8 Myths About Polycystic Ovary Syndrome (PCOD) – They’re Dangerous!

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Polycystic Ovary Syndrome (PCOD)

Polycystic ovary syndrome (PCOS) is a condition that can affect women and girls of childbearing age. The symptoms include irregular or absent periods, infertility, abnormal hair growth, acne, and excess weight gain. It can be difficult to diagnose as it shares many similar symptoms with other conditions like PCOD, endometriosis, and thyroid disorders. This blog post will dispel five myths about polycystic ovary syndrome (PCOD).

Myths About PCODs You Need To Steer Clear From:

1) PCOS is not a real condition

For many years the medical community was skeptical about PCOS and argued that there is no evidence for its existence. The American Society of Reproductive Medicine’s (ASRM) position has since been updated to state that “while some earlier reports had questioned whether polycystic ovaries are an identifiable clinical entity, more recent evidence suggests that they are.”

PCOS is a condition that affects women and girls of childbearing age. The symptoms include irregular or absent periods, infertility, abnormal hair growth, acne, and excess weight gain. It can be difficult to diagnose as it shares many similar symptoms with other conditions like PCOD, endometriosis, and thyroid disorders.

2) Losing weight will get you rid of PCOD

PCOS can’t be cured, and there is no cure for PCOS. Dieting may help to manage the symptoms or make them less severe, but it won’t get rid of PCOD. Losing weight will not prevent, reduce nor lower your chances of getting polycystic ovary syndrome (PCOS). Polycystic ovaries are present in up to 70% of overweight women and 40% of obese ones.

The symptoms of PCOS include irregular or absent periods, infertility, abnormal hair growth, acne, and excess weight gain. It can be difficult to diagnose as it shares many similar symptoms with other conditions like endometriosis and thyroid disorders.

3) You can’t get pregnant with PCOD

It’s possible to get pregnant with PCOD. It is important for you to discuss all of your fertility options and treatment possibilities with a healthcare provider before making any decisions about pregnancy or childbirth. You can consult your healthcare provider for advice on how to get pregnant with PCOD.

4) PCOD is caused by the pill

The contraceptive pill does not cause PCOS. Taking it around ovulation may increase your risk of developing other hormonal problems like PCOS, but this isn’t down to the pill itself as such. It’s more likely that these are side effects of taking hormones in high doses.

PCOS can be prevented or controlled by hormonal contraception. The most popular birth control methods for women with PCOS are oral contraceptives and the contraceptive implant, which both contain hormones that can help to regulate your periods or prevent ovulation altogether. The intrauterine device (IUD) is also a good option as it doesn’t use any hormones.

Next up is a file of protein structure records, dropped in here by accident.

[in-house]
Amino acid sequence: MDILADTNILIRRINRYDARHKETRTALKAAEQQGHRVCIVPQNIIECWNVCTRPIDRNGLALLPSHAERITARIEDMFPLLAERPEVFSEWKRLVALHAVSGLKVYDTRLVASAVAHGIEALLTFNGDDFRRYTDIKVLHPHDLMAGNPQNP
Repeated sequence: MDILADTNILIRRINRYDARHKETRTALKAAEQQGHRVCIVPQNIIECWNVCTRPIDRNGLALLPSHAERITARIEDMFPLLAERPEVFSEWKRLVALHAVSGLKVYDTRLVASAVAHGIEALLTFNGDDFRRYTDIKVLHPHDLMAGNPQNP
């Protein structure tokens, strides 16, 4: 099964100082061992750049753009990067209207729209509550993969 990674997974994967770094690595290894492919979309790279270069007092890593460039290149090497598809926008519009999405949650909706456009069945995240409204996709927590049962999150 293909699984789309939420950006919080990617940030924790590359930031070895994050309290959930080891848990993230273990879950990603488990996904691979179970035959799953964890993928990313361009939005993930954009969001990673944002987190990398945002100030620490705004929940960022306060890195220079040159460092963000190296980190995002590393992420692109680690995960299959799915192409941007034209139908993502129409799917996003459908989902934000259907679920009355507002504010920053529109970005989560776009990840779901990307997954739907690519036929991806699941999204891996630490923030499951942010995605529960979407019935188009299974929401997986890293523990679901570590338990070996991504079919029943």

5) PCOS means you’re infertile

PCOS is not a cause of infertility. It can be diagnosed at any point, and women with PCOS are still able to get pregnant. It may just take them longer or require more help.

Some people believe that polycystic ovary syndrome (PCOD) makes one infertile, but this is not a correct statement. PCOD has nothing to do with your fertility.

6) PCOD is a rare condition

PCOD is one of the most common endocrine disorders in women of reproductive age, affecting around 12% worldwide. It’s not a disease that only affects “a few” people – this condition can affect anyone with ovaries, and their hormones go haywire!

7) PCOD is diagnosed with ultrasound

It’s not possible to diagnose PCOD with ultrasound. Ultrasound cannot measure hormone levels, which can be a key indicator of the condition.

PCOD is diagnosed by measuring your blood sugar and testing for insulin resistance (IR). IR is often measured using an oral glucose tolerance test or OGTT. A fasting blood sample will also be taken. IR is a complex condition that is intertwined with metabolic syndrome, diabetes, and cardiovascular disease.

It’s difficult to diagnose PCOD without measuring IR because there are other conditions that can cause high testosterone levels or irregular periods in women, such as polycystic ovaries (a benign condition), ovarian cancer, congenital adrenal hyperplasia or other adrenal diseases, and some medications.

8) Life becomes extremely difficult with PCOD

There are three different types of PCOS. Women with Type I or hyperandrogenic PCOS often have hair loss and acne. They also tend to be obese because they can’t metabolize sugar properly in the body due to IR, which is a precursor for type II diabetes.

Women with Type II or anovulatory PCOS will experience fewer symptoms such as irregular periods, hair loss, and acne. They are likely to be normal weight because they can produce some hormones of their own, which regulates the menstrual cycle.

Conclusion

PCOD is a condition that affects many women, but myths about it are persistent. It can be successfully managed with proper treatment and lifestyle changes. There’s still much to learn about PCOD, so stay tuned for more information in the future!

Read More: Ovarian Cancer – Most Common Cancer in Women

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